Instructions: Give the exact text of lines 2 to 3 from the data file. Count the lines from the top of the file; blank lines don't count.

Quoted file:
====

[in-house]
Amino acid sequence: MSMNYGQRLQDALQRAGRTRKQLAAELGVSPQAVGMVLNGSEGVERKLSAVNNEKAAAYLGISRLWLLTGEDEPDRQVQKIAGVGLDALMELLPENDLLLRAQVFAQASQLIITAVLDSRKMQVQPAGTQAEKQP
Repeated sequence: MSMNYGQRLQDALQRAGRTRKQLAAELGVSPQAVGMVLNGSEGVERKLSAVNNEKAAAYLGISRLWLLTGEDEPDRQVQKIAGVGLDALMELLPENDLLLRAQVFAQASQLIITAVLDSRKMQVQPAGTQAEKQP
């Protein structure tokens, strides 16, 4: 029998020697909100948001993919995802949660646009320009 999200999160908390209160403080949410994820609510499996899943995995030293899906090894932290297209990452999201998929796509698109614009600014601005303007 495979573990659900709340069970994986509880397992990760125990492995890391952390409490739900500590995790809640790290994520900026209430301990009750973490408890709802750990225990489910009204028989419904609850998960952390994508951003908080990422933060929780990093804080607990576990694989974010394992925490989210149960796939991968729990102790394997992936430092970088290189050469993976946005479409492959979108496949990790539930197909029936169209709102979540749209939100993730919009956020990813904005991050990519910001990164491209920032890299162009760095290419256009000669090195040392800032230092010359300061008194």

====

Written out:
Amino acid sequence: MSMNYGQRLQDALQRAGRTRKQLAAELGVSPQAVGMVLNGSEGVERKLSAVNNEKAAAYLGISRLWLLTGEDEPDRQVQKIAGVGLDALMELLPENDLLLRAQVFAQASQLIITAVLDSRKMQVQPAGTQAEKQP
Repeated sequence: MSMNYGQRLQDALQRAGRTRKQLAAELGVSPQAVGMVLNGSEGVERKLSAVNNEKAAAYLGISRLWLLTGEDEPDRQVQKIAGVGLDALMELLPENDLLLRAQVFAQASQLIITAVLDSRKMQVQPAGTQAEKQP